10 Mar

The next breed to feature is the Affenpinscher, the breed that won best in show at the Westminster dog show.



This is a small dog but it is not short on personality. It is a smaller version of the working terrier, and although small, it is by no means delicate. They usually weigh between 4 and 4 kg (7-8 pounds) and reach between 10 and 15 inches in height.  Its body is fairly square in shape, with a moderately broad and deep chest. It has a very pronounced stop between the muzzle and the eyes. It has an undershot jaw which is broad enough for the teeth to be straight and even. It has black eyes which are round and prominent  though not protruding. The natural ears are small, covered in hair, and triangular in shape, folded over and held close to the head. In some countries they are docked so that they stand pointed. It’s coat is shaggy and wiring, usually black or dark grey. However other colors include a lighter grey, silver, red, or black and tan. The undercoat is slightly curly.


Health problems:

This is generally a very healthy breed with few health concerns. Some are prone to fractures or slipped stifle. Very infrequently, a heart condition called PDA and open fontanel, improper closing of the bones of the skull, can be found in the breed. Generally buying from a reputable breeder will ensure that any genetic disorders and major health problems are avoided.


There is no exact data of  when the breed began, but it is thought to have originated in Germany in the 1600’s, traditionally used for hunting vermin in a number of settings. There is no doubt that it is part of the foundation stock of many other breeds, such as the Schnauzer and the Brussels Griffon. The name is the German translation for “Monkey Terrier” , a nickname that comes from its monkey-like facial structure and expressions. The breed was probably larger in size initially as they worked as ratters on farms, but were bred to be smaller and become a house pet in the 18th and 19th centuries. That being said, it is still a hunter and makes a great watch dog, being very alert and vocal (but not for no reason). Today the Affenpinscher is primarily a companion dog and was admitted to the American Kennel Club’s studbook in 1936.


This is a true people dog, wanting to be active and involved with everything its owners do. They do have a somewhat terrier like personality, however they do not show the same levels of independence. They are intelligent and inquisitive, always getting up to mischief, however they can be stubborn. They require firm and positive training with an owner that is prepared to assert themselves as pack leader to avoid the dog becoming too dominant and assertive. Like most small dog breeds, they need a human that knows to treat them like a dog and not a cute human or toy to play with. Small dog syndrome could occur if they are not given consistency, boundaries and limitations. They need to know who is in charge, and it must not be them.  They are very easy to train and pick things up quickly, however they will get bored easily so they need a change of routine and lots of breaks between training sessions. Like many terrier breeds, they can be very territorial and will fiercely protect their property, whether that be the home, a toy, or a person. Whilst they can get on with children who are taught to interact with dogs appropriately, they generally do better with older children. Providing they receive early socialization, this is a breed that will usually do well with other dogs and other animals. They love being around people and so do not always do very well when being left alone for long periods of time, and so they should be around people more than they are alone.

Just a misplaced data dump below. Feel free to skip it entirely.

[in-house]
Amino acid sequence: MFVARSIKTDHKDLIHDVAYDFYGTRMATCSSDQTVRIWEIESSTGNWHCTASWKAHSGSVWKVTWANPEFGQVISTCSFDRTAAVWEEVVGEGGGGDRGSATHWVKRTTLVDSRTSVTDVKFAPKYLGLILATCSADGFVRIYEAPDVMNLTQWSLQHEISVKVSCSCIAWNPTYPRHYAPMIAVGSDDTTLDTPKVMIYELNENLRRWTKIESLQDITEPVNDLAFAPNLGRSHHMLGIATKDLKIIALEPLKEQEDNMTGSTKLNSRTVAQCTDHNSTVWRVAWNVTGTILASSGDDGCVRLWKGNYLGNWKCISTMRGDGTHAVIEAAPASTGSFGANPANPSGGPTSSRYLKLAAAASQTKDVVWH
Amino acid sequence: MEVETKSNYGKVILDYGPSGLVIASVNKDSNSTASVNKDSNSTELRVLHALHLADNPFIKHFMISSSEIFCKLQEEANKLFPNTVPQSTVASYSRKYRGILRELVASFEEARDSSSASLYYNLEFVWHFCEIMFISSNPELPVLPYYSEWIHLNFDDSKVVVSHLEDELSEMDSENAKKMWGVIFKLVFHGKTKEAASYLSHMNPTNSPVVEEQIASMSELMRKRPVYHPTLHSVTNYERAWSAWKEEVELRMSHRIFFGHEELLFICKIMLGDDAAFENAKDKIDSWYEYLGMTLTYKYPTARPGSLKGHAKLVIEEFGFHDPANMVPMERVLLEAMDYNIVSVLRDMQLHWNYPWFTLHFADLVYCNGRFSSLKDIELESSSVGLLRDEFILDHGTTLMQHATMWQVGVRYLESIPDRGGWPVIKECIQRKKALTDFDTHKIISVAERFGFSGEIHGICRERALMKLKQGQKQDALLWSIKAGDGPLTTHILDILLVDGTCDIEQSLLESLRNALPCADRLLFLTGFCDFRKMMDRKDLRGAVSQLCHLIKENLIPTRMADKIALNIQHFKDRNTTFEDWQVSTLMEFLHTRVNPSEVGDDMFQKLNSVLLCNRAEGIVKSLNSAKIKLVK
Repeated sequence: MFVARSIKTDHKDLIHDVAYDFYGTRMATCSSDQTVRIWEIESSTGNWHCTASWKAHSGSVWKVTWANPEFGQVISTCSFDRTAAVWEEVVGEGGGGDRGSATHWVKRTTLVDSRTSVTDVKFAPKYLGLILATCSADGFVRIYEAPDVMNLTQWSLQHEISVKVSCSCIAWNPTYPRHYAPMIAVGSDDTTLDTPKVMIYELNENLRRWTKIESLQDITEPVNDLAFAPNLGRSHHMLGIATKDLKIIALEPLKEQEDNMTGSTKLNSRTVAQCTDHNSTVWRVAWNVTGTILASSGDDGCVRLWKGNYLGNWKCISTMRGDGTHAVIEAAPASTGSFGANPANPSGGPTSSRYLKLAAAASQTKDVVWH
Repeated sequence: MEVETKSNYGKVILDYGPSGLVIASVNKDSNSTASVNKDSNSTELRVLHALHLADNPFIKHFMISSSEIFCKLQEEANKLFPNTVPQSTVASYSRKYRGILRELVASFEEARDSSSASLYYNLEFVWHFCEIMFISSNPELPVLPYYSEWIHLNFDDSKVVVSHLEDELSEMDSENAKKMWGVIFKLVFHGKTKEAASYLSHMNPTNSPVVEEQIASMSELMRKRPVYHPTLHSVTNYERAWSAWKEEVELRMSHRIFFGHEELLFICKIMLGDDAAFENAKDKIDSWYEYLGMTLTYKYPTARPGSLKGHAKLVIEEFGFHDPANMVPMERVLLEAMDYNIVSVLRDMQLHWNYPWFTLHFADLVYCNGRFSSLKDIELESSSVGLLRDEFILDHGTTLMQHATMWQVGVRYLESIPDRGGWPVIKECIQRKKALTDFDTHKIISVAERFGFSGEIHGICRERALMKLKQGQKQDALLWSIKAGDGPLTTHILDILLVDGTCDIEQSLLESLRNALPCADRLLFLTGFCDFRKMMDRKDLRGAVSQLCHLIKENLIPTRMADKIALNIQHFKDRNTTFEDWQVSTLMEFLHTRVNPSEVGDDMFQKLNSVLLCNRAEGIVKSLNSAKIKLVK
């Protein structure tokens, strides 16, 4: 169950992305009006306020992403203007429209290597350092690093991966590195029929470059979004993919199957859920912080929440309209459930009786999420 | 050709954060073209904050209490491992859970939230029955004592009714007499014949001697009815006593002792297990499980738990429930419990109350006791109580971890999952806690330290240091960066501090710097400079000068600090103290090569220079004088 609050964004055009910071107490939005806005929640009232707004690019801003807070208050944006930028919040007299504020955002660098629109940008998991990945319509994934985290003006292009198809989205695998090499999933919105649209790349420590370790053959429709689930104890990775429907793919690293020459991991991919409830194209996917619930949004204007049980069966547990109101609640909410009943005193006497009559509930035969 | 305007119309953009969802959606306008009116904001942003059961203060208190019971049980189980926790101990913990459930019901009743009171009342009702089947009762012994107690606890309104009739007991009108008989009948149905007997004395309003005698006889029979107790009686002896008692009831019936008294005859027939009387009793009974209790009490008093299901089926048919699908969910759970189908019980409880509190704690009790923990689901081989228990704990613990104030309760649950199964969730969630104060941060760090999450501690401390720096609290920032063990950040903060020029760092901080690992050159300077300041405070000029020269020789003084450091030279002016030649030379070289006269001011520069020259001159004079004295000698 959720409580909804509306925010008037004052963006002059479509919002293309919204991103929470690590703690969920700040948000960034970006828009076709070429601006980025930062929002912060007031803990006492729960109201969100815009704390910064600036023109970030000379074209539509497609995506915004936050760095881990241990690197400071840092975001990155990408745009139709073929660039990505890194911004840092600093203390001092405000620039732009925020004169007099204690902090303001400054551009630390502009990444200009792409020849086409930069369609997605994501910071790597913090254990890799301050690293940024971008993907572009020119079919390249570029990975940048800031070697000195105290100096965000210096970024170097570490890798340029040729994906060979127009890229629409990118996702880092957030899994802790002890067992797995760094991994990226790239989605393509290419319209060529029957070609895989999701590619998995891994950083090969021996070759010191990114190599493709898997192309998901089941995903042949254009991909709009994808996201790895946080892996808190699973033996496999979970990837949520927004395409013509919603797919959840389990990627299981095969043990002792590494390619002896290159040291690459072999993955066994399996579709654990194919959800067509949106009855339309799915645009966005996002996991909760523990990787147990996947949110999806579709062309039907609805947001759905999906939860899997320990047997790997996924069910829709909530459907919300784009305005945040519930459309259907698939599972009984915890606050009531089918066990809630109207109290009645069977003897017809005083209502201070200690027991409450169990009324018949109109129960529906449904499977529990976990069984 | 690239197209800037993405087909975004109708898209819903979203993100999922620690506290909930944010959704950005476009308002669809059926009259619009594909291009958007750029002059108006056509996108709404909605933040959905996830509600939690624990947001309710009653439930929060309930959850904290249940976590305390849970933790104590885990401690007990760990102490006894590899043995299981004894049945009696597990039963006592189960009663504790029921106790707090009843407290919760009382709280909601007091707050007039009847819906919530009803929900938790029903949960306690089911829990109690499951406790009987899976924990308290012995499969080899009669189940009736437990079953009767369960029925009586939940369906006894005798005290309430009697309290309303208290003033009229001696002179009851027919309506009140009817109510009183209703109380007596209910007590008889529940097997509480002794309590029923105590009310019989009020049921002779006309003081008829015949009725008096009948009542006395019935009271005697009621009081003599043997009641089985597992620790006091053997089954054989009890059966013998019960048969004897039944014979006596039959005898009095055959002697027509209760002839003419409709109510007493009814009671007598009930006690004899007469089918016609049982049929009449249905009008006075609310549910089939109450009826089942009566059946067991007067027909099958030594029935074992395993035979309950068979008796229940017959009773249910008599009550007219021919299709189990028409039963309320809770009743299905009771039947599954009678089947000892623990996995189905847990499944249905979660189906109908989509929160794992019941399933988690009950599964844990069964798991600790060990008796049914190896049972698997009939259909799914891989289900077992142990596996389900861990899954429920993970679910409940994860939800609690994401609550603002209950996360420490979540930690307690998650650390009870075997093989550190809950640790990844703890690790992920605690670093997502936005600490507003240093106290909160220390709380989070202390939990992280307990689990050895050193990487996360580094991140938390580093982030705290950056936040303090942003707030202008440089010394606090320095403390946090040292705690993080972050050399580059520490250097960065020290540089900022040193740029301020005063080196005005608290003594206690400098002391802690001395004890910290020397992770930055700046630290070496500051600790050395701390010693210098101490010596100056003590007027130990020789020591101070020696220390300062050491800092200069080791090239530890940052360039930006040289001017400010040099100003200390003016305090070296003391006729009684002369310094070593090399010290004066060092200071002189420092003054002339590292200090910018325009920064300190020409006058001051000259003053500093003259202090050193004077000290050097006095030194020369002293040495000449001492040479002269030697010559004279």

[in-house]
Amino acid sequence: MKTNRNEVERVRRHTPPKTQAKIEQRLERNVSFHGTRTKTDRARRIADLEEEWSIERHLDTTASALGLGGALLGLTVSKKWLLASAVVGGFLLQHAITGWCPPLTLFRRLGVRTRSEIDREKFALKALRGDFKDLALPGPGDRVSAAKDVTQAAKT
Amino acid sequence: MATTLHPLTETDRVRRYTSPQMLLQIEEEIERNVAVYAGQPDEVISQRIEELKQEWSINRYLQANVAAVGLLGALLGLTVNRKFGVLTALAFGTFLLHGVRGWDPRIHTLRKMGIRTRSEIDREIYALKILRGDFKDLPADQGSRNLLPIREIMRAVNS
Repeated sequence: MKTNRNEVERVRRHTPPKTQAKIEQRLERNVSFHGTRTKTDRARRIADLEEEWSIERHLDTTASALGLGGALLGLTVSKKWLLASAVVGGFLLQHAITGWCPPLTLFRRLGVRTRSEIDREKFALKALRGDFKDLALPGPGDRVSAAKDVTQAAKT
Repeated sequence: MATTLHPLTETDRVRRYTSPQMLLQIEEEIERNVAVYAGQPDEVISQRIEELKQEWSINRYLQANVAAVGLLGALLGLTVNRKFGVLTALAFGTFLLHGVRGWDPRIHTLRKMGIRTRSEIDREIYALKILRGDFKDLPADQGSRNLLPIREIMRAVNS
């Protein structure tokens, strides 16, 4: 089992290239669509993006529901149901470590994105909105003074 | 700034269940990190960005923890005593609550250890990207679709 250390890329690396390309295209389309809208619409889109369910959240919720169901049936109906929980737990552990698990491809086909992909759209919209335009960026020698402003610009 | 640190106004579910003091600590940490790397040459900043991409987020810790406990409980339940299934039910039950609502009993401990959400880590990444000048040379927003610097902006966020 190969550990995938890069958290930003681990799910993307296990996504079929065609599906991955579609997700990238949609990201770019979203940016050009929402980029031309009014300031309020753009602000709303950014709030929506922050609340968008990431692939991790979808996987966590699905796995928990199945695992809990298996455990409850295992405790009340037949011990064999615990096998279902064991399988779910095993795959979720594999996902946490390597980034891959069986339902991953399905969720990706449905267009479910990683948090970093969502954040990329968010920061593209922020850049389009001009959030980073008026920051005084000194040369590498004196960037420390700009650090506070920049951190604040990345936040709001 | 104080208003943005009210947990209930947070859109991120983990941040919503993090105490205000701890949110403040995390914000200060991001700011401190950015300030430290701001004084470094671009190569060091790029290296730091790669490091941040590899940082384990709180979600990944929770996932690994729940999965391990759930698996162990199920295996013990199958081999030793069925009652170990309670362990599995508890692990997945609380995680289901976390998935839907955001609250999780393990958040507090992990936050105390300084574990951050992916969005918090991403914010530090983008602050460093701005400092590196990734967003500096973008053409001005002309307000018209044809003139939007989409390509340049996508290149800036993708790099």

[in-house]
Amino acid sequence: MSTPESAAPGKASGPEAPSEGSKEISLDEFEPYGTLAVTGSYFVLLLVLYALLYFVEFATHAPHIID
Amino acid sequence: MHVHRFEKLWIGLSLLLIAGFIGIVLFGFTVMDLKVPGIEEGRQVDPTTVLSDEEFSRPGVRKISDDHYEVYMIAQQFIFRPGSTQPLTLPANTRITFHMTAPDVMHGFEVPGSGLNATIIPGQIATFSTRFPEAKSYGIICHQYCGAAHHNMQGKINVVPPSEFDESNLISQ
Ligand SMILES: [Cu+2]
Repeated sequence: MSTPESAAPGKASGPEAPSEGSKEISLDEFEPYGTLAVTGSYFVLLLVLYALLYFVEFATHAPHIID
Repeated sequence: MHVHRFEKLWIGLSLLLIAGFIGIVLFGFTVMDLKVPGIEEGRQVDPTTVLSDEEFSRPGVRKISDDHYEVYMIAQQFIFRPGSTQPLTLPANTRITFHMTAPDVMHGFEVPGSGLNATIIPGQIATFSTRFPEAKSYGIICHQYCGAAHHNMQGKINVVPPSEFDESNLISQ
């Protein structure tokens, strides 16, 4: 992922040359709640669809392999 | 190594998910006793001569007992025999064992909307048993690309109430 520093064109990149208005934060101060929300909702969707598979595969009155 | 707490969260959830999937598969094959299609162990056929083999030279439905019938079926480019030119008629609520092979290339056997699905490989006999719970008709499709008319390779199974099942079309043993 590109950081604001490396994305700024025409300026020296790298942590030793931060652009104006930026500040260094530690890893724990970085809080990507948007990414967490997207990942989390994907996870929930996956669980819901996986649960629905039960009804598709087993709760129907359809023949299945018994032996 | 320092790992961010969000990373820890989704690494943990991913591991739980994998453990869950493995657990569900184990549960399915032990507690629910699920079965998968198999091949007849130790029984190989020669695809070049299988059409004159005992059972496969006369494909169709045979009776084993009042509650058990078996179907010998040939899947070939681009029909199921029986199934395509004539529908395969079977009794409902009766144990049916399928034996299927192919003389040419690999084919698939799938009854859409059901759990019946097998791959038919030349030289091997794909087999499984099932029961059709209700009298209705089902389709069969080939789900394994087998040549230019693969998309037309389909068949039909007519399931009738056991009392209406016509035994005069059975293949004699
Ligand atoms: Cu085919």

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Living conditions:

As a small dog they can do well in an apartment. That being said, they are very active when indoors. Playing will take care of most of their exercise needs, but it does not fulfill their instincts to walk. Two short walks daily would be perfect for this little dog, enabling it to sniff and pick up its “pee mail”.  As always, it is important that this dog is made to walk beside or even behind its owner when on the lead and not in front. A dog that walks in front of its owner is a dog that thinks that it is in control.


This dogs naturally wiring and shaggy coat requires regular grooming to keep it tangle free, this usually means a brush every other day. A wire brush or good quality pin brush, as well as a wide tooth metal comb are usually all the supplies that are required. The coat should never be clipped because it ruins the coat, instead it needs to be plucked. Whilst it is possible to learn how to do this yourself, it is usually carried out by a groomer. Show dogs require further grooming and usually stripping. Sometimes hair is needed to be removed to prevent irritation to the eyes. This is a dog that sheds very little hair.

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Life expectancy:

10-12 years.


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